3 leaf butterfly table

The simple butterfly, folding table leaf has been around since at least the 1880’s. I have a client who had a custom table with 2 butterfly leaves made in Denmark some decades ago. I built for them, off their table idea an oval table with 3 butterfly leaves. The trick with an oval table is the lack of real-estate space inside a solid table base; not veneered. I had to machine slots on the end rail for the table halves to be supported with maple runners for the table top to extend an extra 20″ on each side. Using just the center leaf allows 2 extra people, one on each end. The beauty of this addition is the table extends to a circular shaped table for conversational benefit.  With the center leaf and one of the mini leaves added it adds the eleventh person at either end

Carving a door

I’m working on a door of reclaimed redwood that was cut in 1880 for staves that were 10′ long. The door is 9′ with 2 adjacent side lights/panels. The door is 2.25″ thick and the window at the top is a 2′ diameter. The 2 adjacent windows are 1′ diameter. The carved discs are quit thick around each window but diminish to just outlines as it dissipates away. ivers-door-carving-drawingivers-door-sample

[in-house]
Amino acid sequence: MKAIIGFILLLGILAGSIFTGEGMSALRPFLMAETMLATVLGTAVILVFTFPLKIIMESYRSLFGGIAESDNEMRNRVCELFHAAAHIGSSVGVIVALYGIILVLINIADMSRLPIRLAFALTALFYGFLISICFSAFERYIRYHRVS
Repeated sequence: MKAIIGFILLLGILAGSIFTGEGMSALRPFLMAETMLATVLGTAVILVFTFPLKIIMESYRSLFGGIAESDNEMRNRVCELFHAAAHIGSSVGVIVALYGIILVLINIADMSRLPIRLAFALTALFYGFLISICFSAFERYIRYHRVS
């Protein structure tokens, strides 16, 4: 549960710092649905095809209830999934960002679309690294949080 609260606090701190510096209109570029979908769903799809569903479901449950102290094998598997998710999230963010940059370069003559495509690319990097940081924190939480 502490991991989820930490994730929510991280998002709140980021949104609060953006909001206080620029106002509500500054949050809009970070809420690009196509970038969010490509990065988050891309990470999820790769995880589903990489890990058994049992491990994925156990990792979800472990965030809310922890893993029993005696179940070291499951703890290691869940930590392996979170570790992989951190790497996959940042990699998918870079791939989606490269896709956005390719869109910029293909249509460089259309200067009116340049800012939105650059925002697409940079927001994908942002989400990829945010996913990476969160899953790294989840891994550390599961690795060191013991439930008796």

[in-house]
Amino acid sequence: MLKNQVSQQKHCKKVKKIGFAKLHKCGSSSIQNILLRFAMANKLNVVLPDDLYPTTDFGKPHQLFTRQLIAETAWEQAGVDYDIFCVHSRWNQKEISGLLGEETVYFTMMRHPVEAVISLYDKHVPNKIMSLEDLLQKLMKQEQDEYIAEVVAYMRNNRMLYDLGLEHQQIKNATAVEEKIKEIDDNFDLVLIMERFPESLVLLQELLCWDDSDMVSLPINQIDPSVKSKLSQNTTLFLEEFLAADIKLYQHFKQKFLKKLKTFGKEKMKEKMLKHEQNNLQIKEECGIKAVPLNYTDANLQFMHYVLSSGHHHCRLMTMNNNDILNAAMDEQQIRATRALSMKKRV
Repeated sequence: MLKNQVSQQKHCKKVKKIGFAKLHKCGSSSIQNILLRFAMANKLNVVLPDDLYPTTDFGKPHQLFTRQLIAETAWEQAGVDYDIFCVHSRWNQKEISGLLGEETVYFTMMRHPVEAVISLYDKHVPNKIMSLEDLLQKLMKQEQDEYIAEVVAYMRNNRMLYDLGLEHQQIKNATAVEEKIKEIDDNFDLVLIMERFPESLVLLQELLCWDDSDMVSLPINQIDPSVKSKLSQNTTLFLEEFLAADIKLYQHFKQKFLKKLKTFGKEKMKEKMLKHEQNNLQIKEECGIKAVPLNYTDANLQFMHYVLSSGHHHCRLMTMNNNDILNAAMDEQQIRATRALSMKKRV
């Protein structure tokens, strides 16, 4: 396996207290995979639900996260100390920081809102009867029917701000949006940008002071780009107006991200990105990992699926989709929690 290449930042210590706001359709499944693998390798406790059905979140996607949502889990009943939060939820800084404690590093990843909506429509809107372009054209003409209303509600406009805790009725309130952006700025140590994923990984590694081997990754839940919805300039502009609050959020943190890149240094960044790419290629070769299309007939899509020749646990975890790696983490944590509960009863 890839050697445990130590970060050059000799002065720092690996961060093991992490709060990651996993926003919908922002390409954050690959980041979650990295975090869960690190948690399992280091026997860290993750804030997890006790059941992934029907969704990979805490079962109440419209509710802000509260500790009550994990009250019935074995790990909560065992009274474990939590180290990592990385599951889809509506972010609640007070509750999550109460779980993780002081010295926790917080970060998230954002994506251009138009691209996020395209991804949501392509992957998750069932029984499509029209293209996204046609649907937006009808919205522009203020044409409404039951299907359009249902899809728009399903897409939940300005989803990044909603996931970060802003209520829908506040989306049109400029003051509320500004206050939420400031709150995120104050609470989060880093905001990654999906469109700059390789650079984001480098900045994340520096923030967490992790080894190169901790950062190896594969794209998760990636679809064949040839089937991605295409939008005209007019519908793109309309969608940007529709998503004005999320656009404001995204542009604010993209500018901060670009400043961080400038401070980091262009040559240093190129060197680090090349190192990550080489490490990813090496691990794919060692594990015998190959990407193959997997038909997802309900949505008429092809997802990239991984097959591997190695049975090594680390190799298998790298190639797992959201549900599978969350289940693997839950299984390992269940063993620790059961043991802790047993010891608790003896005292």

Fun, yeah?

Welcome To My New Website!

My new web site has been almost a year in the making. I’ve had 2 people involved in its making. I believe my first blog on this new site should be devoted to all of you for writing endorsements for me. Thank you.

20 years ago I was in my Seattle gallery when I ran into clients visiting from Pennsylvania-again. They told me their chairs were so comfortable that dinner guests would stay the whole evening at the table. They asked me to contact them with new designs. I was working with up to an 18 month backlog of chairs and tables at the time. How and when new designs would occur was beyond my scope. Understand, shaping the curved lines of these chairs and tables is fun. Watching these individual parts evolve and netting the most out of the wood available is why I do woodworking. Cabinets, dressers, buffets and entertainment centers are boxes and not only redundant but hard on a person’s back. I forgot these people’s names minutes later. How many times I wished I had asked them to put in writing what they said – I’ve regretted that request.

My call out to you, whose emails I had (not that many), for endorsements was in hope that someone might write what these Pennsylvanians had said. I couldn’t specifically ask, that wouldn’t be fair. But low and behold, a number of people wrote very close to that very statement. Others had colorful praises.

Thanks to you all!